Although the book pays homage to Frankenstein’s previous appearances, writer Jeff Lemire seems keen to add his own stamp to proceedings too, creating a detailed world for SHADE to inhabit and teaming Frank up with a group of “creature commandos” to help him carry out his work.
It might seem a little too close to Hellboy‘s setup to feel particularly original, but there’s something curiously fitting about Lemire’s choice to insert analogues for other classic horror-movie monsters (the Wolfman, Dracula, the Mummy and the Creature from the Black Lagoon) into Frankenstein’s story. Whilst they don’t really get much of a chance to establish themselves as characters beyond their archetypes in this first issue, the writer manages to do a reasonable job of depicting them in broad strokes.
Lemire makes good use of humour, too, particularly when it comes to Frankenstein’s relationship with Father Time, who has (for unclear reasons) taken on the appearance of a young schoolgirl. The writer doesn’t go overboard in milking the comedy that stems from the contrast between Father’s characterisation and her appearance, preferring instead to let the absurdity of the situation speak for itself.
Alberto Ponticelli provides vibrant, indie-style art for the issue. It might appear somewhat scratchy and unpolished at first glance, but it has pretty obviously been intentionally stylised to give the book a rough edge that suits Frankenstein and his monster-slaying adventures well. Ponticelli also copes well with Lemire’s throw-in-everything-but-the-kitchen-sink-and-see-what-sticks approach to storytelling, coming up with some visually interesting and distinct designs for a host of weird and wonderful characters. However, certain problems do arise from occasional disconnects between the art and the story’s text.
Sometimes, this comes down to straightforward mismatches between the book’s captions and the accompanying images. For example, a caption indicating that the three-in
ch sphere that forms SHADE’s headquarters is currently “2,000 miles above Manhattan Island” (which, incidentally, would put it way outside of Earth’s atmosphere) is flatly contradicted by the preceding image, which shows the globe hovering a little over the rooftops of the highest skyscrapers. I can’t imagine how this discrepancy occurred (perhaps Lemire meant meters, and not miles?), but it pulls you out of the book and interrupts the story’s flow when you have to try and reconcile such opposing information.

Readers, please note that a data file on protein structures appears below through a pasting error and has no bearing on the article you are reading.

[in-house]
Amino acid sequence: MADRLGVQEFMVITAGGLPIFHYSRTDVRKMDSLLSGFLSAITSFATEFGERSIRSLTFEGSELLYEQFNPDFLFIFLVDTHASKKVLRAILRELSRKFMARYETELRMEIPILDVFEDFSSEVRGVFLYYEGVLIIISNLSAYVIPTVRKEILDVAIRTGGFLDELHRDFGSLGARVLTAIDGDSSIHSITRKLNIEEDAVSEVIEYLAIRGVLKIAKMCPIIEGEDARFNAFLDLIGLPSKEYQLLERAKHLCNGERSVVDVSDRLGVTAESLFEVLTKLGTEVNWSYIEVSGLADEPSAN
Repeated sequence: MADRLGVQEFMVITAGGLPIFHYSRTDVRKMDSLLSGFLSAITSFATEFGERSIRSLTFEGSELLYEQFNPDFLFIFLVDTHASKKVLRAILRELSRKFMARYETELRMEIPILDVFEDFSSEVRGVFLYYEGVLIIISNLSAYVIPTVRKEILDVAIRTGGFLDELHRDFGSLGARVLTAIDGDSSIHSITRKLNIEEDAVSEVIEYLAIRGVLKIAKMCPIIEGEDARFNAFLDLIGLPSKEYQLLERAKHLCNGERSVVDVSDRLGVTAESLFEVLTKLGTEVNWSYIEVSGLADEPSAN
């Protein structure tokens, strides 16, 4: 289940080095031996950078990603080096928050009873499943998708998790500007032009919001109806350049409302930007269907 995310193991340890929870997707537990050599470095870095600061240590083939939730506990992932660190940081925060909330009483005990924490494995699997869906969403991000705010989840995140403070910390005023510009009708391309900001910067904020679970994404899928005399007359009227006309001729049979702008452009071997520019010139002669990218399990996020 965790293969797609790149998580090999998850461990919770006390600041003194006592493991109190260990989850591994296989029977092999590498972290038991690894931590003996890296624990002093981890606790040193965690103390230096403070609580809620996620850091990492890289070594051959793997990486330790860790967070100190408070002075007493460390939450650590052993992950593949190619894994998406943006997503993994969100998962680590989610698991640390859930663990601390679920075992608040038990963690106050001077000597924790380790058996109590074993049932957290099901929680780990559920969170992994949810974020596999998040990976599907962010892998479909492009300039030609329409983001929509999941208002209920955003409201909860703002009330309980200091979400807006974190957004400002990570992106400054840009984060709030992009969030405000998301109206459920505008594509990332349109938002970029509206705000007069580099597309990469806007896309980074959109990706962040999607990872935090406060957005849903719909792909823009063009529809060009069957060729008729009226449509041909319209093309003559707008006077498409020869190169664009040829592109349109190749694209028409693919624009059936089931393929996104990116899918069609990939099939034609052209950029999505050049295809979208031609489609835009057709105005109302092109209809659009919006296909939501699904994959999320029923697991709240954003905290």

However, I suspect that other such problems may be outside of both Lemire and Ponticelli’s control. A (presumably editorially-mandated) appearance from the mysterious purple-clad woman who has been stalking DC’s heroes in all of the company’s new #1 issues comes at the most inopportune moment imaginable here, given that it occurs in the very panel that Frankenstein orders his team to be on the lookout for possible survivors in a monster-infested zone. When everyone on Frank’s team apparently ignores the Purple Lady, it underlines the incongruity of her appearance and distracts from the main story for the sake of an as-yet meaningless “Easter Egg”.
These kinds of nitpicks aside, the book is pretty good fun, even if it’s a disposable and forgettable kind of fun. There’s not a huge sense of attachment to these characters yet, and there’s a sense that they’re little more than vehicles for Lemire to write and Ponticelli to drawm some crazy, over-the-top comicbook fight scenes between monsters of all shapes and sizes. There’s also not much of a sense that the book is trying anything new — but what it lacks in originality it makes up for in spirit and dynamism, and there are enough successful and well-executed ideas to outweigh those that are more ill-considered.
A journalist and sometime comics reviewer, Dave Wallace was raised on a traditional European diet of Beano comics, Asterix collections and Tintin books before growing up and discovering that sequential art could — occasionally — be even better than that. He has an unashamed soft spot for time-travel stories, Spider-Man, and anything by Alan Moore or Grant Morrison, and has been known to spend far too much on luxurious hardcover editions of his favorite books when it’s something he really likes. Maybe one day he’ll get around to writing down his own stories that have been knocking around his head for a while now.